The hyperspectral, large-scale, and dynamic nature of remote-sensing technology makes it uniquely suited for long-term series monitoring of marine ecological disasters (Liu et al., 2015). To reduce the influence of cloud on information extraction, we selected remote sensing images with cloud cover less than 30%. To increase the temporal coverage frequency, we employed multisource remote sensing data, i.e., the GF-1 and HJ-1A/1B. GF-1 and HJ-1A/1B (Table 1) are high-resolution remote-sensing satellites. GF-1 and HJ-1A/1B are equipped with a 16-m WFV sensor and a 30-m CCD sensor, respectively, with a spectral range of visible (blue, green, and red) and near-infrared wavelengths. They both have a revisit cycle of four days. The GF-1 and HJ-1A/1B data were provided by the China Resources Satellite Application Center (http://www.cresda.com/CN/). The SST data and photosynthetically active radiation (PAR) data are from the National Oceanic and Atmospheric Administration (NOAA) (https://oceanwatch.pifsc.noaa.gov/doc.html) and the SSW is from the remote-sensing systems (RSS) Quick SCAT sea wind data.2.3 Method 2.3.1 Vegetation indices
The spectral characteristics of marine macroalgae are similar to those of terrestrial vegetation (Yuan et al., 2020). Therefore, we calculated the vegetation index to distinguish macroalgae from seawater. The indices currently used in the extraction of marine macroalgae include the ratio vegetation index (RVI), the differential vegetation index (DVI) (Xing et al., 2017), the normalized difference vegetation index (NDVI) (Cui et al., 2012), the FAI (Hu, 2009), and the VB-FAH (Xing and Hu, 2016). In the distinction between U. prolifera and Sargassum, there is mainly SUI (Sargassum and U. prolifera Index) (Jin et al., 2016; Sun et al., 2021). However, it is noted that the threshold of a specific vegetation index to differentiate the macroalgae and seawater is hard to determine due to the varied sea surface state. For example, Xing and Hu (2016) suggested that the threshold value of VB-FAH to extract U. prolifera should be 0.02–0.025.
In this study, we evaluated the accuracy of DVI, NDVI, and VB-FAH in differentiating U. prolifera and Sargassum from seawater, and the most accurate one was used in the following studies.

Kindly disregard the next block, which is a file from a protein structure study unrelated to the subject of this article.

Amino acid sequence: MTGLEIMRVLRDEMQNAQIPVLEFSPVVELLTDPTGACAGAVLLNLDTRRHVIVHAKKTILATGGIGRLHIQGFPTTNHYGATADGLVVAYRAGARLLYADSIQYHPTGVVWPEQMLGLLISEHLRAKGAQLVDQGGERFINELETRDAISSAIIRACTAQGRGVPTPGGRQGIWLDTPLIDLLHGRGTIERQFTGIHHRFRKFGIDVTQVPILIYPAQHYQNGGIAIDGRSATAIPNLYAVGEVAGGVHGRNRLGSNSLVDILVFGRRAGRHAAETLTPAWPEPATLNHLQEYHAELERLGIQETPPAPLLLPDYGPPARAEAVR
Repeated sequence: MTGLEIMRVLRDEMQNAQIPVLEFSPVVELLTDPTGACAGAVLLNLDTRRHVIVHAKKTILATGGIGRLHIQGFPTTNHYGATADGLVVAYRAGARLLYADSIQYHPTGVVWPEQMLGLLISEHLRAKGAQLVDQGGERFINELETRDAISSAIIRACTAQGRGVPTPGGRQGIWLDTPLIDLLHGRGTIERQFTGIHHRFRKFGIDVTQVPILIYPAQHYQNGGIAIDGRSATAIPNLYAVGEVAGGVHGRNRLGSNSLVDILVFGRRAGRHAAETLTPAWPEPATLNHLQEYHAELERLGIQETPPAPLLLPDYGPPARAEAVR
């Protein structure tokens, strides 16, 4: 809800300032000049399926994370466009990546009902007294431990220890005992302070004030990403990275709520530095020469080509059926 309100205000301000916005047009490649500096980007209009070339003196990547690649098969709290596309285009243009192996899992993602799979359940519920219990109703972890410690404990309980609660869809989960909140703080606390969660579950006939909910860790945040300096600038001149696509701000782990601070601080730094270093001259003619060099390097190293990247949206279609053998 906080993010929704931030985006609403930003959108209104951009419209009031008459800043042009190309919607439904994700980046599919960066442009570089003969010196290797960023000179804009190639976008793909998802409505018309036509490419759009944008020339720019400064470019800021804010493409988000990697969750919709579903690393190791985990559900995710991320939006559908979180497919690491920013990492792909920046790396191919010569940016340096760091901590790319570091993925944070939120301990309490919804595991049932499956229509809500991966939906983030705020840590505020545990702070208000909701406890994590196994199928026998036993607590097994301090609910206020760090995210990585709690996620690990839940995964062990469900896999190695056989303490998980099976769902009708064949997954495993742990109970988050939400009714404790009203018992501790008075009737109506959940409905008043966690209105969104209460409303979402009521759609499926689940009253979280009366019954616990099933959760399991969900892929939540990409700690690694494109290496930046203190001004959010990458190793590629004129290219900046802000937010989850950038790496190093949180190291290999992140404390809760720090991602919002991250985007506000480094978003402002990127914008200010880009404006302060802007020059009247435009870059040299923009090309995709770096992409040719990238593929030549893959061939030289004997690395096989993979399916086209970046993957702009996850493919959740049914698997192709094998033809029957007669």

The DVI distinguishes algae from seawater by calculating the difference in reflectance between the near-infrared and red wavelength bands. It is more effective in eliminating the effects of the sun and thin clouds (Xing et al., 2017). The formula of DVI is as follows:
where NIR represents the near-infrared band and R represents the red band.
The NDVI distinguishes algae from seawater by normalizing the near-infrared and red bands. Theoretically, the NDVI values for U. prolifera and Sargassum should be positive. Dynamic adjustment of the thresholds is required due to atmospheric and water influences in real situations (Chen et al., 2019). The formula of NDVI is as follows:
where NIR represents the near-infrared band and R represents the red band in visible light.
The VB-FAH and FAI are based on the baseline difference method. Because the GF-1 and HJ-1A/1B data lack short-wave infrared, the VB-FAH forms a virtual baseline of green and red light, replacing the short-wave infrared with the red band (Xing and Hu, 2016). The formula of VB-FAH is as follows:
where R4, R3, and R2 represent the near-infrared band, red band, and green band, respectively; and λ4, λ3, and λ2 represent the wavelengths of near-infrared, red, and green light, respectively.
To compare the accuracy of the three indices, we selected 24 samples from 4 images (Fig. 2). The DVI, NDVI, and VB-FAH were calculated separately for each sample area. To evaluate the accuracy, we calculated the overall accuracy and KAPPA coefficients of the three indices (Table 2). The VB-FAH showed the highest overall accuracy and KAPPA coefficient. Therefore, we proposed to use the VB-FAH to extract U. prolifera and Sargassum in the SYS.2.3.2 Spectral analysis
To study the spectral characteristics of U. prolifera and Sargassum, we measured the spectral reflectance of the two species as well as seawater (Fig. 1e). According to the spectral curves (Fig. 1e), the reflectance values of U. prolifera and Sargassum were generally higher than that of seawater. The reflectance of U. prolifera was generally higher than that of Sargassum. The species displayed a small reflectance peak at 560 nm and a small reflectance valley at 690 nm (Qi et al., 2017). The spectra show an increasing trend with increasing wavelength. There was a clear "red edge" phenomenon in the near-infrared band, which is consistent with the results of Hu et al. (2015). The reflectance of algae and seawater shows a large difference in red and near-infrared bands. Therefore, U. prolifera and Sargassum could be discriminated by a linear combination of different bands. Most of the algorithms are designed to detect a single type of macroalgae and are impotent in differentiating mixed blooms with concurrent Sargassum and U. prolifera (Sun et al., 2021). Here, we suggested that it is necessary to combine the threshold segmentation methods and visual interpretation of true color images to distinguish U. prolifera and Sargassum.
Ulva prolifera appears in late May to early July and is closer to the shore compared with Sargassum. Sargassum appears in late April to early June. The two algae coexist in the sea near 35°N in late May to early June.